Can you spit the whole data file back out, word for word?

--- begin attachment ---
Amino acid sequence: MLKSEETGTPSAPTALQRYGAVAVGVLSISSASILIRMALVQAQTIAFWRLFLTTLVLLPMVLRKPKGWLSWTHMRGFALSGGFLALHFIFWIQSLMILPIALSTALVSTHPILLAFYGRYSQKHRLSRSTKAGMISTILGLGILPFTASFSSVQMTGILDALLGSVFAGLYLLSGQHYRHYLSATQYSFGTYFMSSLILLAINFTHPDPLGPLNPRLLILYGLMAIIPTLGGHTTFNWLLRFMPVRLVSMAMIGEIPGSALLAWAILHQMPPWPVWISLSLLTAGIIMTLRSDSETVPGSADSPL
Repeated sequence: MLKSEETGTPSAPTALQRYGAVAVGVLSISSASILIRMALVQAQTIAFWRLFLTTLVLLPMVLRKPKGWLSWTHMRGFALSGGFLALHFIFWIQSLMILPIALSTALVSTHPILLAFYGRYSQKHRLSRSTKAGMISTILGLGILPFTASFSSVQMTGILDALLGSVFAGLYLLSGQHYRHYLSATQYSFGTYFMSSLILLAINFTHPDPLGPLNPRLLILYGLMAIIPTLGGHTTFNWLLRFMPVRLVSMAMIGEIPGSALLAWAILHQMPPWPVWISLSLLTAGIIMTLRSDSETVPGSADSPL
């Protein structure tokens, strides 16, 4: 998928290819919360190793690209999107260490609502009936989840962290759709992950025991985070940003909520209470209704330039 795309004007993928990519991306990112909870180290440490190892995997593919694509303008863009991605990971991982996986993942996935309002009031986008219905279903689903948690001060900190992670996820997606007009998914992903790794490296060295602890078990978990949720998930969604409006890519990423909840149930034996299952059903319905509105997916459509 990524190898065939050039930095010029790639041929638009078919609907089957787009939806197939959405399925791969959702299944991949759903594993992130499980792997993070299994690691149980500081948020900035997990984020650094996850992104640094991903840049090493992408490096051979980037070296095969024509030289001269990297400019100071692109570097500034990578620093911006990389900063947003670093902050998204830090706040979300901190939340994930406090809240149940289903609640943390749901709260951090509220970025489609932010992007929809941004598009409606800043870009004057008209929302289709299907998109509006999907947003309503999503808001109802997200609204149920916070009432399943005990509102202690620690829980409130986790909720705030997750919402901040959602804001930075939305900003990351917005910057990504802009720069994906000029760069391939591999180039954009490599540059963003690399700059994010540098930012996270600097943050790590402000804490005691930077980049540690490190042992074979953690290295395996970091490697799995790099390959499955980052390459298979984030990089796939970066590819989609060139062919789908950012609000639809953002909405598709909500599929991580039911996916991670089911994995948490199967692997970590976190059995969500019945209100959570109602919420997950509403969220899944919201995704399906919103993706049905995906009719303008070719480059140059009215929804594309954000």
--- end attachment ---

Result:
Amino acid sequence: MLKSEETGTPSAPTALQRYGAVAVGVLSISSASILIRMALVQAQTIAFWRLFLTTLVLLPMVLRKPKGWLSWTHMRGFALSGGFLALHFIFWIQSLMILPIALSTALVSTHPILLAFYGRYSQKHRLSRSTKAGMISTILGLGILPFTASFSSVQMTGILDALLGSVFAGLYLLSGQHYRHYLSATQYSFGTYFMSSLILLAINFTHPDPLGPLNPRLLILYGLMAIIPTLGGHTTFNWLLRFMPVRLVSMAMIGEIPGSALLAWAILHQMPPWPVWISLSLLTAGIIMTLRSDSETVPGSADSPL
Repeated sequence: MLKSEETGTPSAPTALQRYGAVAVGVLSISSASILIRMALVQAQTIAFWRLFLTTLVLLPMVLRKPKGWLSWTHMRGFALSGGFLALHFIFWIQSLMILPIALSTALVSTHPILLAFYGRYSQKHRLSRSTKAGMISTILGLGILPFTASFSSVQMTGILDALLGSVFAGLYLLSGQHYRHYLSATQYSFGTYFMSSLILLAINFTHPDPLGPLNPRLLILYGLMAIIPTLGGHTTFNWLLRFMPVRLVSMAMIGEIPGSALLAWAILHQMPPWPVWISLSLLTAGIIMTLRSDSETVPGSADSPL
């Protein structure tokens, strides 16, 4: 998928290819919360190793690209999107260490609502009936989840962290759709992950025991985070940003909520209470209704330039 795309004007993928990519991306990112909870180290440490190892995997593919694509303008863009991605990971991982996986993942996935309002009031986008219905279903689903948690001060900190992670996820997606007009998914992903790794490296060295602890078990978990949720998930969604409006890519990423909840149930034996299952059903319905509105997916459509 990524190898065939050039930095010029790639041929638009078919609907089957787009939806197939959405399925791969959702299944991949759903594993992130499980792997993070299994690691149980500081948020900035997990984020650094996850992104640094991903840049090493992408490096051979980037070296095969024509030289001269990297400019100071692109570097500034990578620093911006990389900063947003670093902050998204830090706040979300901190939340994930406090809240149940289903609640943390749901709260951090509220970025489609932010992007929809941004598009409606800043870009004057008209929302289709299907998109509006999907947003309503999503808001109802997200609204149920916070009432399943005990509102202690620690829980409130986790909720705030997750919402901040959602804001930075939305900003990351917005910057990504802009720069994906000029760069391939591999180039954009490599540059963003690399700059994010540098930012996270600097943050790590402000804490005691930077980049540690490190042992074979953690290295395996970091490697799995790099390959499955980052390459298979984030990089796939970066590819989609060139062919789908950012609000639809953002909405598709909500599929991580039911996916991670089911994995948490199967692997970590976190059995969500019945209100959570109602919420997950509403969220899944919201995704399906919103993706049905995906009719303008070719480059140059009215929804594309954000």